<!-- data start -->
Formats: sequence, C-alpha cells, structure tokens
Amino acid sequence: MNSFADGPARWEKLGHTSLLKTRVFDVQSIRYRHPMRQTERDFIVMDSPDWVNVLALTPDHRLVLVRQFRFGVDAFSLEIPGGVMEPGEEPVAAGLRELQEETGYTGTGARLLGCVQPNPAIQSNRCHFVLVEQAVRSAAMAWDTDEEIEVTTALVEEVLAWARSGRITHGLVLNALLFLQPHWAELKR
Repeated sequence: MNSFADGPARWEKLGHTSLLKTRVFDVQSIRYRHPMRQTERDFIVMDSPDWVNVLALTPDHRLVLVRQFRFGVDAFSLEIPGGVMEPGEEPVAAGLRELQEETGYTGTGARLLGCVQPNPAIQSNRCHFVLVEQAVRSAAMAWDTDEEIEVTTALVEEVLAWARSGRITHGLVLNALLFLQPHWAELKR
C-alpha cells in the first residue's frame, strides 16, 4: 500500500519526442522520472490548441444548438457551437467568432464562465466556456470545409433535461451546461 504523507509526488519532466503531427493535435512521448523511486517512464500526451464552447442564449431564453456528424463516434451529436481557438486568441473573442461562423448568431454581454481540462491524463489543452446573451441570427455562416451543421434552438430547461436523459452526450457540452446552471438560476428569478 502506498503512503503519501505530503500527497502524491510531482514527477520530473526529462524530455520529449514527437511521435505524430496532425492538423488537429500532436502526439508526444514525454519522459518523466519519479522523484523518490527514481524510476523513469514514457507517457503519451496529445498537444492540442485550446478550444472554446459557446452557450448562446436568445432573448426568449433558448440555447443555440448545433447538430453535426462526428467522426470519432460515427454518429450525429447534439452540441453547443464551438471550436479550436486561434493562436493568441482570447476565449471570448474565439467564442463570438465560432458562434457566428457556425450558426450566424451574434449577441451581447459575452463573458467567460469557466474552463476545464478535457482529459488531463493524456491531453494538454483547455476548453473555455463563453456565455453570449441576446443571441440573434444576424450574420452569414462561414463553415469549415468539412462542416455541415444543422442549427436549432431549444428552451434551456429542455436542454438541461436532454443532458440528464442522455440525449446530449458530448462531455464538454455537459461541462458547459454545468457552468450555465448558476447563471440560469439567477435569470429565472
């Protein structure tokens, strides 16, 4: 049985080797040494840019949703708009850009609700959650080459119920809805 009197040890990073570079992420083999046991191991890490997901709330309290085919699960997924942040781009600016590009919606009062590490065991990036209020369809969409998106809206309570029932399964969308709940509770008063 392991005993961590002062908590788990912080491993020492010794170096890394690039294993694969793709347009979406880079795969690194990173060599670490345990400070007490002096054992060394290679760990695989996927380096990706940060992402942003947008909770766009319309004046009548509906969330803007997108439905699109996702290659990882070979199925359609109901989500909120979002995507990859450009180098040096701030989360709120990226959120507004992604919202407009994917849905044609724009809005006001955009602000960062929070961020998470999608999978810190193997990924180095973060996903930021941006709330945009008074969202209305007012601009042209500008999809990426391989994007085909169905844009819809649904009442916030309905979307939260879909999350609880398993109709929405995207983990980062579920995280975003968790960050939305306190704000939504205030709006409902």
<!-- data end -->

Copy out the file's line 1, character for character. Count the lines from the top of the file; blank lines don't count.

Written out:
Formats: sequence, C-alpha cells, structure tokens